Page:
Tracing Failure of Coral Reef Protection in Nonstate Market-Driven Governance
Abstract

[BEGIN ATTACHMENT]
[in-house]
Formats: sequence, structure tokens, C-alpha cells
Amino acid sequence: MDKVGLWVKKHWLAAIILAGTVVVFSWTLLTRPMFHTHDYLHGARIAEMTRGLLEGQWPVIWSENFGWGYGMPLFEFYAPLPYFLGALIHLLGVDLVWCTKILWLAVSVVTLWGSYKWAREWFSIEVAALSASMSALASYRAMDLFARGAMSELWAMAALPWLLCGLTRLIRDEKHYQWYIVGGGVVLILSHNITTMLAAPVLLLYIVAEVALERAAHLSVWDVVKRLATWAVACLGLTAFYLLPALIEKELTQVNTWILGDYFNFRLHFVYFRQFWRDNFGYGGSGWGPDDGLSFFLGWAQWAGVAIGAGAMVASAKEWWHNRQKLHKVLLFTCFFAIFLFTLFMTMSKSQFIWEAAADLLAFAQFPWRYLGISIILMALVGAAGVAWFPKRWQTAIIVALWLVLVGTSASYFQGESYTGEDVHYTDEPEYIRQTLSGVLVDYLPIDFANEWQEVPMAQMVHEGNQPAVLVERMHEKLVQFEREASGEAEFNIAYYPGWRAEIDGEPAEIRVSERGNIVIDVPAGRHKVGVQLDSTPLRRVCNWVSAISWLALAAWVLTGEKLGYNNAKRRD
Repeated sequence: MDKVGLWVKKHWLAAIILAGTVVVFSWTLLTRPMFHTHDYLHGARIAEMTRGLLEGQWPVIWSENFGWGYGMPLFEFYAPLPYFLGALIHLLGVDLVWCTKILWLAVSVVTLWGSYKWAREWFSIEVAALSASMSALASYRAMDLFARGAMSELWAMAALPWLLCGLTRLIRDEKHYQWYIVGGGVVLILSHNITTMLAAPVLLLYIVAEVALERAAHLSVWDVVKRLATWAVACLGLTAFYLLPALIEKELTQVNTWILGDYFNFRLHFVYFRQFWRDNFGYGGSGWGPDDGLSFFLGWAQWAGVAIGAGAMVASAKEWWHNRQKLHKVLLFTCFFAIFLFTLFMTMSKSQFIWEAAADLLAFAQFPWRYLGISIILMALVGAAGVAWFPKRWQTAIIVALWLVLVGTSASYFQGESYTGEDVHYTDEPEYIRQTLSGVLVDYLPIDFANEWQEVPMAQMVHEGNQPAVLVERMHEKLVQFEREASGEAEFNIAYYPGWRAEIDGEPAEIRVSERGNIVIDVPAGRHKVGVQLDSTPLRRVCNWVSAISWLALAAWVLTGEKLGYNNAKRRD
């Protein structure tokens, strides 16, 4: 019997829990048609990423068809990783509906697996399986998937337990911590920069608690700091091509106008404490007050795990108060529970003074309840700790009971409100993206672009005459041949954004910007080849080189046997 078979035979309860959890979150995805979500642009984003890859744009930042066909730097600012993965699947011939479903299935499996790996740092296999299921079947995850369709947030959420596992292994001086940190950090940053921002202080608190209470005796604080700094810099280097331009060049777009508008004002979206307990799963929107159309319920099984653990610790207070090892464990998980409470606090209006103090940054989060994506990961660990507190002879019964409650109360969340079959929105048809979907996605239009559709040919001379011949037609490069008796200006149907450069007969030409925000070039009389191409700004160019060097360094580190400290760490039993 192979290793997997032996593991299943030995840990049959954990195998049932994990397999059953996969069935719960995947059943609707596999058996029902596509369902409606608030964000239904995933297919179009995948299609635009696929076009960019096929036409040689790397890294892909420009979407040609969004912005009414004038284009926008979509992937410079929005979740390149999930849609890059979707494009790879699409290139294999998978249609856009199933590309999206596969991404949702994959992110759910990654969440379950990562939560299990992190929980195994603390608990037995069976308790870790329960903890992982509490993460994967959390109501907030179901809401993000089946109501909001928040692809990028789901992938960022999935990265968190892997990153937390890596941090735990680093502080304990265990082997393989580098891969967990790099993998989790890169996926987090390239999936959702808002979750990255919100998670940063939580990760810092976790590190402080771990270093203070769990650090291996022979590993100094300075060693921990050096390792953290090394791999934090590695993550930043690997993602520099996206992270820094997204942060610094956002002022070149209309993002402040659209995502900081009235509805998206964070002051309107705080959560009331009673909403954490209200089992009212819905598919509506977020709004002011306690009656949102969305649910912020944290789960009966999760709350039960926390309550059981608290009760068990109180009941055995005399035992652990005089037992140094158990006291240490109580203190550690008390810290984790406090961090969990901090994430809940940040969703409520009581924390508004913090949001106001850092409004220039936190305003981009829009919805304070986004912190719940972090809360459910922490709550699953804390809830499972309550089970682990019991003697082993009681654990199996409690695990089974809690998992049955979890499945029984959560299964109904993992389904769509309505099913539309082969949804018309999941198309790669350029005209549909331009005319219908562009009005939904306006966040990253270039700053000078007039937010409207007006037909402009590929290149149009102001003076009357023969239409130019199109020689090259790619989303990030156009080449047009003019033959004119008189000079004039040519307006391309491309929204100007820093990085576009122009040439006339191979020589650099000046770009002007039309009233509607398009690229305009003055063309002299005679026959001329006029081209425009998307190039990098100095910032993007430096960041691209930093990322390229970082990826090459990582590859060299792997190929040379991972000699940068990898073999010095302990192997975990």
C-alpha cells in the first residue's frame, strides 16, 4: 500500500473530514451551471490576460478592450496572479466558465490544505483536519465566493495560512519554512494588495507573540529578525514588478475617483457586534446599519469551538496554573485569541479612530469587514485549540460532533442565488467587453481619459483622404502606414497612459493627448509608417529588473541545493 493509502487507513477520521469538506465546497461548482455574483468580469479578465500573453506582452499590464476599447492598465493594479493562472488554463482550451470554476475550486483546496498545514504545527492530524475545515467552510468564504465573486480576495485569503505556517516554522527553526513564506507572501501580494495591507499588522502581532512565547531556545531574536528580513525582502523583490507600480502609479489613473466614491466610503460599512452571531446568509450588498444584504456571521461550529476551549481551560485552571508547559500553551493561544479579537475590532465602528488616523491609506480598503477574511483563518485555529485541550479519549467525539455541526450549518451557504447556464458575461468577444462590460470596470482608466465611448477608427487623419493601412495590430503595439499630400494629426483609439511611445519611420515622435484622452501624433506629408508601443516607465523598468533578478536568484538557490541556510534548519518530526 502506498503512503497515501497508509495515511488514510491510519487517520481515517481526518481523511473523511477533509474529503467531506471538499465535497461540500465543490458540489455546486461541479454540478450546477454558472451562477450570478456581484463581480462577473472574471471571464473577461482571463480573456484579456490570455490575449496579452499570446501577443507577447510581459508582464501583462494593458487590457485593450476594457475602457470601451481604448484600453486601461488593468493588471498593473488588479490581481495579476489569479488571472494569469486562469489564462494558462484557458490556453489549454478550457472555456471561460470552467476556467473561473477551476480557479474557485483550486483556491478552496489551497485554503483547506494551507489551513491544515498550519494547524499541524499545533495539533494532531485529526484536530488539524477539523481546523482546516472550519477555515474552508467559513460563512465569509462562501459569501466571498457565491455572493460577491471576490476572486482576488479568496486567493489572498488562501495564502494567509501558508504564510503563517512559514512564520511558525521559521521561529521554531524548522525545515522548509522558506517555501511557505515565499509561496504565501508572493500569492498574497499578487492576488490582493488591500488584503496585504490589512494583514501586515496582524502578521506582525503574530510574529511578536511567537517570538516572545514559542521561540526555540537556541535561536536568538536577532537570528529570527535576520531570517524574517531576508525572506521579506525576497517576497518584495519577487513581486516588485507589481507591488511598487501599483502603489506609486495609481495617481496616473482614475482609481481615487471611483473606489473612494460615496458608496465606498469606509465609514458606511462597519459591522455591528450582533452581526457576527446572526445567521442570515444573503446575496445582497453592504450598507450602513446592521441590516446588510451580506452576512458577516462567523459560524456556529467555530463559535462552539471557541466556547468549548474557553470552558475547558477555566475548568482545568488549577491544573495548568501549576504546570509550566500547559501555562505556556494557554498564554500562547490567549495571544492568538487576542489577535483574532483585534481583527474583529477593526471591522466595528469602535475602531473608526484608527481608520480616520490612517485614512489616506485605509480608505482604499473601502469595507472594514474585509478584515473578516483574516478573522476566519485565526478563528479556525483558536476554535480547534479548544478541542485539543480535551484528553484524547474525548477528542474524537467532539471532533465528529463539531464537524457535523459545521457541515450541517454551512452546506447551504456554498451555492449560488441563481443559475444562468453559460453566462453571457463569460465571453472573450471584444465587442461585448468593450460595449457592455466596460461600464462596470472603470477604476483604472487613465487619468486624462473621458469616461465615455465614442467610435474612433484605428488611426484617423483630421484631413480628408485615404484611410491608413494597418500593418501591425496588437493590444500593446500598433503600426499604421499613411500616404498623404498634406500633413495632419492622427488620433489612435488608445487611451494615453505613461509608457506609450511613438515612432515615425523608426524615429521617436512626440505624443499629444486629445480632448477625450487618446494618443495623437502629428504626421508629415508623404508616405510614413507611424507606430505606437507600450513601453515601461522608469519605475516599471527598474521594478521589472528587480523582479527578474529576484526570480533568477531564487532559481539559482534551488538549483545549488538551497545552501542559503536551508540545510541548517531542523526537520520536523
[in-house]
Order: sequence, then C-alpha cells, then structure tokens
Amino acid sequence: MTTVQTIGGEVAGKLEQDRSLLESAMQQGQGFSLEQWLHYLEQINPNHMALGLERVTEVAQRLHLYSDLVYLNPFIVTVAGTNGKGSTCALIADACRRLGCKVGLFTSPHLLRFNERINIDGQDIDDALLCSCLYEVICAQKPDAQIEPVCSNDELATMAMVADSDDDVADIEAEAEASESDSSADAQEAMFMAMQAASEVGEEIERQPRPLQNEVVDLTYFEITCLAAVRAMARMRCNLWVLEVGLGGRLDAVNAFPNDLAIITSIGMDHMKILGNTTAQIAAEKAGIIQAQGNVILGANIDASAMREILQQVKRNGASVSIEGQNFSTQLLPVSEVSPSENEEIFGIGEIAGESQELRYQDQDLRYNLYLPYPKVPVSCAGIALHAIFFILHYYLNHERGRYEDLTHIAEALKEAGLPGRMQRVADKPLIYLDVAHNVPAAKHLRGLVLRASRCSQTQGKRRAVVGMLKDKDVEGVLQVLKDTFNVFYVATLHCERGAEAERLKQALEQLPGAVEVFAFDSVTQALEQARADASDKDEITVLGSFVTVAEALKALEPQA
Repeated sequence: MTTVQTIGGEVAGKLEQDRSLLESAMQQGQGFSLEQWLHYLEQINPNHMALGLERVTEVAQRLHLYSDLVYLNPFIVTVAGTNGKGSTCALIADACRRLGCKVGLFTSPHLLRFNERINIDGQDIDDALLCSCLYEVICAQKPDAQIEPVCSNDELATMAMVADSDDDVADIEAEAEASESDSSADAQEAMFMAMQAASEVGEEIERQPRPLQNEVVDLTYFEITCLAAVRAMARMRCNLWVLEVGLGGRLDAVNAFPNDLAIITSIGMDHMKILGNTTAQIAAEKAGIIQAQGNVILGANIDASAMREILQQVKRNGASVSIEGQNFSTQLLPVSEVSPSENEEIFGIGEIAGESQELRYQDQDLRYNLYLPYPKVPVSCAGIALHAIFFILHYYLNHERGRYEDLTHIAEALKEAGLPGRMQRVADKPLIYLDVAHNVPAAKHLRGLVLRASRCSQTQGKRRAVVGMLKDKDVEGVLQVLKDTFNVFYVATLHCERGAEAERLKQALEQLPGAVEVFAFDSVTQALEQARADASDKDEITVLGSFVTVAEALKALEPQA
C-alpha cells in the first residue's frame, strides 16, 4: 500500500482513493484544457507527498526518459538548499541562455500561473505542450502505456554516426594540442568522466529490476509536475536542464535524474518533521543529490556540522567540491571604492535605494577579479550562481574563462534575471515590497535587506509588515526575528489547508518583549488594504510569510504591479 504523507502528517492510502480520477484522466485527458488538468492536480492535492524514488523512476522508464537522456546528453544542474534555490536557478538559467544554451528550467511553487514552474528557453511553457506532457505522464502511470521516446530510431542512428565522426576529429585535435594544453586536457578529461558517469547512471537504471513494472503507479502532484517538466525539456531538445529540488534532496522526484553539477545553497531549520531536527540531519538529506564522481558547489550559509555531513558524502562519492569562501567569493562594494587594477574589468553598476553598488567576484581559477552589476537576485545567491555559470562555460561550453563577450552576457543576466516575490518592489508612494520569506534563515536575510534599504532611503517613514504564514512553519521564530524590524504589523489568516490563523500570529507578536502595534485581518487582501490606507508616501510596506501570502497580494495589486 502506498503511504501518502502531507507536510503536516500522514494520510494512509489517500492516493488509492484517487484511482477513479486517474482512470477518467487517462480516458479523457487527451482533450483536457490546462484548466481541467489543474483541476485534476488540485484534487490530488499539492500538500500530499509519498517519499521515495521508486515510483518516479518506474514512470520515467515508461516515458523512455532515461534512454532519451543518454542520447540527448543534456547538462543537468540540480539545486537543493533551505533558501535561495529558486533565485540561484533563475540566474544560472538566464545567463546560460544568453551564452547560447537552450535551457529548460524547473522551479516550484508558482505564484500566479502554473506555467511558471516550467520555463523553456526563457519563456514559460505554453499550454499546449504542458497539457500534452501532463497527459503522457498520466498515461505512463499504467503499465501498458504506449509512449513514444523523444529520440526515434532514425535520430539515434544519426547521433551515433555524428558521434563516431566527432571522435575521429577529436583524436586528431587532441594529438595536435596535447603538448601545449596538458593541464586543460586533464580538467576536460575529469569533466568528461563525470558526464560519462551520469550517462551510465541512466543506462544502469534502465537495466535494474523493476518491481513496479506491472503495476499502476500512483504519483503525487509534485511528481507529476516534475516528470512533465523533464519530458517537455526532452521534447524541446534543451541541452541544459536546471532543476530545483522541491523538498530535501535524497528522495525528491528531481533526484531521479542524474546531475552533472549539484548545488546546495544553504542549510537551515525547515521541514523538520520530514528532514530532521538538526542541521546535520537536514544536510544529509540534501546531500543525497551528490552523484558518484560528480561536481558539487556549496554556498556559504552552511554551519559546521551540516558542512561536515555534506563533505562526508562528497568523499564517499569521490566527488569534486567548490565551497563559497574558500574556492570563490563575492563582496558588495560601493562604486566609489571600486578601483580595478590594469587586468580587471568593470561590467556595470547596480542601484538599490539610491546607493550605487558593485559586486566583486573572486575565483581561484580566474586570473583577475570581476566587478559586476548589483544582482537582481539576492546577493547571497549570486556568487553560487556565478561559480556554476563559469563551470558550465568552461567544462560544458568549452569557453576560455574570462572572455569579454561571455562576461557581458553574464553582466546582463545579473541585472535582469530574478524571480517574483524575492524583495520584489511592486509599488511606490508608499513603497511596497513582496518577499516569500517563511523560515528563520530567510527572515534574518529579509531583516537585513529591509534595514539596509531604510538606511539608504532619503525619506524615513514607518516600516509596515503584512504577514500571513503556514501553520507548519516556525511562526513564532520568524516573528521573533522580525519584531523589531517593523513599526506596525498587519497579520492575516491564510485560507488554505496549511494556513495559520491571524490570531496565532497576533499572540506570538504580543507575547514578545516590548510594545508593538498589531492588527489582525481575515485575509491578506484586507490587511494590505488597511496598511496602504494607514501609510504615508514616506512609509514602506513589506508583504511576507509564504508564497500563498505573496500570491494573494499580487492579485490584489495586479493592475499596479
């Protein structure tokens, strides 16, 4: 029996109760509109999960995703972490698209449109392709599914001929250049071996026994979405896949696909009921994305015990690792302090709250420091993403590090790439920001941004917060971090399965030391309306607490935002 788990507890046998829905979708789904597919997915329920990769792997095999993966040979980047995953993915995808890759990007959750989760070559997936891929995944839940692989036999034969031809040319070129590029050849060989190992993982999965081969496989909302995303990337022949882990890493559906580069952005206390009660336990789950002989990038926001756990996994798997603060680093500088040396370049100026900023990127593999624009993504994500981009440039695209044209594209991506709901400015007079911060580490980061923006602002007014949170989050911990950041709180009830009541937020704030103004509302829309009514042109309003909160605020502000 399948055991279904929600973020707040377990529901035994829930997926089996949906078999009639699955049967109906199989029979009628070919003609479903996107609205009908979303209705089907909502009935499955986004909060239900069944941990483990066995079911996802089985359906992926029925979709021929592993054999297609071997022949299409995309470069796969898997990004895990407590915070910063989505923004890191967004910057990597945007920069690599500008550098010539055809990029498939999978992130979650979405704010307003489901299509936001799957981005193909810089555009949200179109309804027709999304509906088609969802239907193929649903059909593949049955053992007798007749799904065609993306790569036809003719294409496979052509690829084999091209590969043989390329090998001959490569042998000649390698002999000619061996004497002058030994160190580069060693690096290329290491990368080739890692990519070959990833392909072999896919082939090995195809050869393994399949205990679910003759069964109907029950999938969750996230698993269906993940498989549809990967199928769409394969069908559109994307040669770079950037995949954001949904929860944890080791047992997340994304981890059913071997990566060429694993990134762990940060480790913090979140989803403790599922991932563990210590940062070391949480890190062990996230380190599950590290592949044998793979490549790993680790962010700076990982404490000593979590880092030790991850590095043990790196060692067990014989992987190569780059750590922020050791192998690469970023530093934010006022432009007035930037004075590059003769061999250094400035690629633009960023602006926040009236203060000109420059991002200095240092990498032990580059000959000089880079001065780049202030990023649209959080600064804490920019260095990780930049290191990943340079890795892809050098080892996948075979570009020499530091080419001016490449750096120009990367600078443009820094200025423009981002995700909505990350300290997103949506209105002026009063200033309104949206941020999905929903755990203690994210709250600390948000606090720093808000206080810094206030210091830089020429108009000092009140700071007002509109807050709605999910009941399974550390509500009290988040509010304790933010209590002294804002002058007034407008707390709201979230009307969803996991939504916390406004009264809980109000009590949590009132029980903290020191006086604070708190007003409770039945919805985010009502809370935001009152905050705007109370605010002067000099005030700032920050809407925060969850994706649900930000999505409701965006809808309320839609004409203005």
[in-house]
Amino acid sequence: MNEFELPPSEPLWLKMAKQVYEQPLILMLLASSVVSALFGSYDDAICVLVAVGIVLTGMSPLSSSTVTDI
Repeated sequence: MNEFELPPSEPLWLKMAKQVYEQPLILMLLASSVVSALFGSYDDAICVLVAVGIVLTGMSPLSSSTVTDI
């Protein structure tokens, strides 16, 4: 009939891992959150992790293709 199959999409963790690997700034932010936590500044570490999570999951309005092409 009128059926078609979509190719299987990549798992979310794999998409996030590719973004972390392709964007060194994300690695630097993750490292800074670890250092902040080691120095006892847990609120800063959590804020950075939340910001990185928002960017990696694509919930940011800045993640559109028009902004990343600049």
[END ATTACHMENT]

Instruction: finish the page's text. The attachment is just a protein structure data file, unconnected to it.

Institutional failure remains an important blind spot in the private governance literature. In this article we argue that a focus on scope conditions alone cannot explain why some programs thrive while others cease to exist. Studying the now-defunct Marine Aquarium Council—a certification program for coral reef protection—we adopt an institutional-process approach to fill this gap. Our main points can be summarized in a two-step argument: First, we argue that the scope conditions of private governance are partly endogenous to these processes. Through making strategic decisions, private governance programs have a certain level of control over their environment, and thus over the scope conditions under which they operate. Second, initial choices often unfold path dependencies over time. By tracing the evolution of the Marine Aquarium Council, we illustrate the program's "mission creep" and the "vicious cycle" of self-reinforcing activity that culminated in its failure.


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